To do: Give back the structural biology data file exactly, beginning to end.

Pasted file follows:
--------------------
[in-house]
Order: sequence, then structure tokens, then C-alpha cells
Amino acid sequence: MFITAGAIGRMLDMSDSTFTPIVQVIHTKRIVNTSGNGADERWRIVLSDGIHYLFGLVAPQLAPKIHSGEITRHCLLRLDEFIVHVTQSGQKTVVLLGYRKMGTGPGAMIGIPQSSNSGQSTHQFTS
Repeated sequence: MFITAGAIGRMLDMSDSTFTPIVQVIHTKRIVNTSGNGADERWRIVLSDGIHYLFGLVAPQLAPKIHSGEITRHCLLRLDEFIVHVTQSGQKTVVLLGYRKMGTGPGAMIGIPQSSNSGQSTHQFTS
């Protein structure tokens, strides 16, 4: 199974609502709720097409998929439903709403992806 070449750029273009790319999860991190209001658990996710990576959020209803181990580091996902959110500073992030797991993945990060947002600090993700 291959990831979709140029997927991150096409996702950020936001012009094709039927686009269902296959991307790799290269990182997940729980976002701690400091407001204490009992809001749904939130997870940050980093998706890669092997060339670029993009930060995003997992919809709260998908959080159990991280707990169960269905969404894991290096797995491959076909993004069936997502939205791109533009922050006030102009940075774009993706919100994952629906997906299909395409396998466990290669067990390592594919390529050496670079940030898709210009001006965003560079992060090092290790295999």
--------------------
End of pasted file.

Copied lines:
[in-house]
Order: sequence, then structure tokens, then C-alpha cells
Amino acid sequence: MFITAGAIGRMLDMSDSTFTPIVQVIHTKRIVNTSGNGADERWRIVLSDGIHYLFGLVAPQLAPKIHSGEITRHCLLRLDEFIVHVTQSGQKTVVLLGYRKMGTGPGAMIGIPQSSNSGQSTHQFTS
Repeated sequence: MFITAGAIGRMLDMSDSTFTPIVQVIHTKRIVNTSGNGADERWRIVLSDGIHYLFGLVAPQLAPKIHSGEITRHCLLRLDEFIVHVTQSGQKTVVLLGYRKMGTGPGAMIGIPQSSNSGQSTHQFTS
């Protein structure tokens, strides 16, 4: 199974609502709720097409998929439903709403992806 070449750029273009790319999860991190209001658990996710990576959020209803181990580091996902959110500073992030797991993945990060947002600090993700 291959990831979709140029997927991150096409996702950020936001012009094709039927686009269902296959991307790799290269990182997940729980976002701690400091407001204490009992809001749904939130997870940050980093998706890669092997060339670029993009930060995003997992919809709260998908959080159990991280707990169960269905969404894991290096797995491959076909993004069936997502939205791109533009922050006030102009940075774009993706919100994952629906997906299909395409396998466990290669067990390592594919390529050496670079940030898709210009001006965003560079992060090092290790295999």